Earlier this year the Congress passed the Small Business 7(a) Lending Oversight Reform Act to grant the Small Business Administration (SBA) more authority over the program.  The 7a program is an SBA Loan Program that “partners with financial institutions to guarantee loans made to small business owners that fund their startup costs, equipment costs, or any other general business purpose.”

As the agencies most popular program, the SBA sought more authority of the lending process to better minimize risk and guarantee repayment.

According to The Hill, the legislation “will strengthen SBA’s Office of Credit Risk Management – charged with overseeing SBA’s lending programs — by outlining in statute the responsibilities of the office and the requirements of its director. Checks and balances within the program keep SBA accountable to the small business owners, lenders, and the American taxpayers.”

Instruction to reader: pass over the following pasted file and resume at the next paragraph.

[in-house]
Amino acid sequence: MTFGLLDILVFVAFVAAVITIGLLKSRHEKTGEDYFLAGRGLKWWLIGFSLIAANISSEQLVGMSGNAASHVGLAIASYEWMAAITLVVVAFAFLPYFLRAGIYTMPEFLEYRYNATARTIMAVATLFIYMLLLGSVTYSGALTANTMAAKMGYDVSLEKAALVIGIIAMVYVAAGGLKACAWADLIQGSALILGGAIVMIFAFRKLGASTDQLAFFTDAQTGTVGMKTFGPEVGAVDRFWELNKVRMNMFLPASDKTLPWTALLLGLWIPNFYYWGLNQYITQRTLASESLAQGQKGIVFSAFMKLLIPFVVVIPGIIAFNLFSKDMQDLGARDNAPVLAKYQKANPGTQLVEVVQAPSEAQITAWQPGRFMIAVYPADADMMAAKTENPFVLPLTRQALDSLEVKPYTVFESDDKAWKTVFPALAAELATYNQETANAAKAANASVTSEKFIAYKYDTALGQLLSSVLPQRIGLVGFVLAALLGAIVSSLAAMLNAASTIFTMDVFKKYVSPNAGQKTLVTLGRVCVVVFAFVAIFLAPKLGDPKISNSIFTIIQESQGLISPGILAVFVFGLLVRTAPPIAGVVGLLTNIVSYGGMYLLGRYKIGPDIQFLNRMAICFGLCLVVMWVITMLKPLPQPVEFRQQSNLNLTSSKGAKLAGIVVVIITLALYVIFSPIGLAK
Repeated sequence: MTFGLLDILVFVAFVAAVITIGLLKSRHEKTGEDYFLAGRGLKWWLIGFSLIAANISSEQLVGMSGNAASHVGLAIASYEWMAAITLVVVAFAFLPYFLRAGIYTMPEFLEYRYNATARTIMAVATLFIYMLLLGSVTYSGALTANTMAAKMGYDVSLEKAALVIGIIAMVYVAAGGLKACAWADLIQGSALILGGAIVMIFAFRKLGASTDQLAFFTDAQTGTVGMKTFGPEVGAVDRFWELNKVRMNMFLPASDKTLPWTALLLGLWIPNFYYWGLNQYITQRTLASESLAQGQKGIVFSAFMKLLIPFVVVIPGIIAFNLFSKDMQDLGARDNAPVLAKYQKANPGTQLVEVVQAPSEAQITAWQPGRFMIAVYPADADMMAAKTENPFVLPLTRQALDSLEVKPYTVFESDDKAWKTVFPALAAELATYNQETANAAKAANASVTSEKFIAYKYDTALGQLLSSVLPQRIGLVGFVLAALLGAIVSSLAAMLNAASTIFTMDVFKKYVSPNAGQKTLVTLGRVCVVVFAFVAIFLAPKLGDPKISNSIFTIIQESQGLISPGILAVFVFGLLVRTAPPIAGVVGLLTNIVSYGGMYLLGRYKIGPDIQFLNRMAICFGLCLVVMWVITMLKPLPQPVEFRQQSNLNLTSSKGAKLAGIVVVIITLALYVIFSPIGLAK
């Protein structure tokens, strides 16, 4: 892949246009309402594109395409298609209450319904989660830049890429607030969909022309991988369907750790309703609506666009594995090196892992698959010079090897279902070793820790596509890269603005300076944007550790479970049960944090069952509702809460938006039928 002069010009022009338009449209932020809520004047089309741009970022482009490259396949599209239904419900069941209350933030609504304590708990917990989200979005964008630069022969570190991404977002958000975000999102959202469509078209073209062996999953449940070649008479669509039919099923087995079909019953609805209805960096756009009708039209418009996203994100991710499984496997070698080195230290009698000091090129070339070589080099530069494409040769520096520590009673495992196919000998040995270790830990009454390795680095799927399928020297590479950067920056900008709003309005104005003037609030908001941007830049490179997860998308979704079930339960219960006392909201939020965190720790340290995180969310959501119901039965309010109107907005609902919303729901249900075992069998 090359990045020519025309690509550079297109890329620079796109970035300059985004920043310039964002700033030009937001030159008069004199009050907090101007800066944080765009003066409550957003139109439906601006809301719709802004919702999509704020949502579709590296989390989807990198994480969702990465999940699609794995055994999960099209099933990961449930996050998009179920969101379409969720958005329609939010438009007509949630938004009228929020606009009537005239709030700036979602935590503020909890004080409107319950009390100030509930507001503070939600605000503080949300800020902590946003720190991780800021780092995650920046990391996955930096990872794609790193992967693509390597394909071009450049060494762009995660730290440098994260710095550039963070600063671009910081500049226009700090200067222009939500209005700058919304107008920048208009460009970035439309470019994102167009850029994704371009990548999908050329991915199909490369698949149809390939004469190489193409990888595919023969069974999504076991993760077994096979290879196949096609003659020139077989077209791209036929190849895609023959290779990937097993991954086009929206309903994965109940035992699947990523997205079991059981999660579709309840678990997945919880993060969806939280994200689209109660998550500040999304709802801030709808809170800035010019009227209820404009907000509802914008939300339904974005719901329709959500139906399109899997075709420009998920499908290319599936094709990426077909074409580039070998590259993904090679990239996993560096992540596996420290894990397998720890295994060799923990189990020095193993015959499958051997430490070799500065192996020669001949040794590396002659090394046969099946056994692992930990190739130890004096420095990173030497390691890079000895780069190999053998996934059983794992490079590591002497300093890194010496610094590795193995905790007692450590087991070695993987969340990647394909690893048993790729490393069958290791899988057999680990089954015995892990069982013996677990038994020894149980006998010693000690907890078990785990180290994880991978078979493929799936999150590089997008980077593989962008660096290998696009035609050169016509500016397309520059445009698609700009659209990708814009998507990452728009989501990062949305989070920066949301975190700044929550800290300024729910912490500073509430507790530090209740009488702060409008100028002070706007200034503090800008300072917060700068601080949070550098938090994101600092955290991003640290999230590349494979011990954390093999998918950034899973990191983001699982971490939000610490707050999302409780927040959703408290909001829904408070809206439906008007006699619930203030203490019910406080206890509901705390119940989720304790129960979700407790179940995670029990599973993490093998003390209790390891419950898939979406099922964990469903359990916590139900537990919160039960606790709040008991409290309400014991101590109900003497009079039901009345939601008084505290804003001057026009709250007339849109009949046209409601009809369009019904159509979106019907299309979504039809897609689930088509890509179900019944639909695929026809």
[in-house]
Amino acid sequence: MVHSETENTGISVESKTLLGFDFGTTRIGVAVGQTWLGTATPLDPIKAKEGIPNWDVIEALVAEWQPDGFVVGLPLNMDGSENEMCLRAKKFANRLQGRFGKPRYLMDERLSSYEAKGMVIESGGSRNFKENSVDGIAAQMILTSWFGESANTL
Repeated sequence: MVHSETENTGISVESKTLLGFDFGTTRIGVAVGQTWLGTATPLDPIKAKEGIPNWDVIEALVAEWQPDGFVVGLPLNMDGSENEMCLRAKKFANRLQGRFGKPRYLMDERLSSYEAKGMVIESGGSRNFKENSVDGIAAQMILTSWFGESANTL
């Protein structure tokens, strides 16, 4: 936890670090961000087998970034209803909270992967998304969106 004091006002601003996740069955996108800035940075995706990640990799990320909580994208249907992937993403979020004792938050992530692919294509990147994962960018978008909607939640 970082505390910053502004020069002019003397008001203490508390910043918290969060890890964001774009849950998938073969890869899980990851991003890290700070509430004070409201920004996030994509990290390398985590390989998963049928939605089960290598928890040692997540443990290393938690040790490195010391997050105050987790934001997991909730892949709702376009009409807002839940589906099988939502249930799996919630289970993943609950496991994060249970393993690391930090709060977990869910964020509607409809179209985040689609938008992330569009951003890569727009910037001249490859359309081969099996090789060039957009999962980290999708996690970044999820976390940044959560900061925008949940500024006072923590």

In addition to oversight, the bill will require a yearly risk analysis to be performed and reviewed by Congress.  The legislation will also increase flexibility to respond to any unexpectedly high demand “by giving the agency flexibility to make additional loans late in the year. This guarantees there is never a disruption in the flow of capital to businesses that count on this initiative for their financing needs.”

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